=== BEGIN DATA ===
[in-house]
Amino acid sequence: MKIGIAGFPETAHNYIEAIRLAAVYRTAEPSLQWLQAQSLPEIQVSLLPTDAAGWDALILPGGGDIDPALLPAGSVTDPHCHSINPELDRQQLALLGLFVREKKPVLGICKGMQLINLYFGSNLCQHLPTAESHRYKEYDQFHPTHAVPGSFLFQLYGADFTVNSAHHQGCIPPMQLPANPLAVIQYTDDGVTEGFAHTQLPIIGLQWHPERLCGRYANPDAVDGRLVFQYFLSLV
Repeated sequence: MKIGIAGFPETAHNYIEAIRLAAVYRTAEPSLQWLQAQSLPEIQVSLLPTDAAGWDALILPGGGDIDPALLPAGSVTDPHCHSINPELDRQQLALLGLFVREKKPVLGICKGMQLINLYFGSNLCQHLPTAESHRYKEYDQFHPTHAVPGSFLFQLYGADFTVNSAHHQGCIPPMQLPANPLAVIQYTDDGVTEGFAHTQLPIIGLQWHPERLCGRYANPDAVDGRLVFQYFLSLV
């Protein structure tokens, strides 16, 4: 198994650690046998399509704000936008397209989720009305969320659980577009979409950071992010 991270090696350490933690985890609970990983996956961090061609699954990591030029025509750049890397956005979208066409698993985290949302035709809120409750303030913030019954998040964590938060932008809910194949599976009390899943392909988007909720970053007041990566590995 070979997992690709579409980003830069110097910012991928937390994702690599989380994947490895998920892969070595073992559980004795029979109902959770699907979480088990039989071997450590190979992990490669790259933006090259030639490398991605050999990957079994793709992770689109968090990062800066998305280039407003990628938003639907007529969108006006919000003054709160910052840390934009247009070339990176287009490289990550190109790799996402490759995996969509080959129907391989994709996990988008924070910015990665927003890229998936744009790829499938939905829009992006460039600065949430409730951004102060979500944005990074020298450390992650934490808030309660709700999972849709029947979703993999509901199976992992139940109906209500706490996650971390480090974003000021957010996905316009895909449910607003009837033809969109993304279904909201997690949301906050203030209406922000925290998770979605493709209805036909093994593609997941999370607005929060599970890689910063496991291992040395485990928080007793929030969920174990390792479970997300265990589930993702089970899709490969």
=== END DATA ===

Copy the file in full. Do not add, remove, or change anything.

[in-house]
Amino acid sequence: MKIGIAGFPETAHNYIEAIRLAAVYRTAEPSLQWLQAQSLPEIQVSLLPTDAAGWDALILPGGGDIDPALLPAGSVTDPHCHSINPELDRQQLALLGLFVREKKPVLGICKGMQLINLYFGSNLCQHLPTAESHRYKEYDQFHPTHAVPGSFLFQLYGADFTVNSAHHQGCIPPMQLPANPLAVIQYTDDGVTEGFAHTQLPIIGLQWHPERLCGRYANPDAVDGRLVFQYFLSLV
Repeated sequence: MKIGIAGFPETAHNYIEAIRLAAVYRTAEPSLQWLQAQSLPEIQVSLLPTDAAGWDALILPGGGDIDPALLPAGSVTDPHCHSINPELDRQQLALLGLFVREKKPVLGICKGMQLINLYFGSNLCQHLPTAESHRYKEYDQFHPTHAVPGSFLFQLYGADFTVNSAHHQGCIPPMQLPANPLAVIQYTDDGVTEGFAHTQLPIIGLQWHPERLCGRYANPDAVDGRLVFQYFLSLV
């Protein structure tokens, strides 16, 4: 198994650690046998399509704000936008397209989720009305969320659980577009979409950071992010 991270090696350490933690985890609970990983996956961090061609699954990591030029025509750049890397956005979208066409698993985290949302035709809120409750303030913030019954998040964590938060932008809910194949599976009390899943392909988007909720970053007041990566590995 070979997992690709579409980003830069110097910012991928937390994702690599989380994947490895998920892969070595073992559980004795029979109902959770699907979480088990039989071997450590190979992990490669790259933006090259030639490398991605050999990957079994793709992770689109968090990062800066998305280039407003990628938003639907007529969108006006919000003054709160910052840390934009247009070339990176287009490289990550190109790799996402490759995996969509080959129907391989994709996990988008924070910015990665927003890229998936744009790829499938939905829009992006460039600065949430409730951004102060979500944005990074020298450390992650934490808030309660709700999972849709029947979703993999509901199976992992139940109906209500706490996650971390480090974003000021957010996905316009895909449910607003009837033809969109993304279904909201997690949301906050203030209406922000925290998770979605493709209805036909093994593609997941999370607005929060599970890689910063496991291992040395485990928080007793929030969920174990390792479970997300265990589930993702089970899709490969």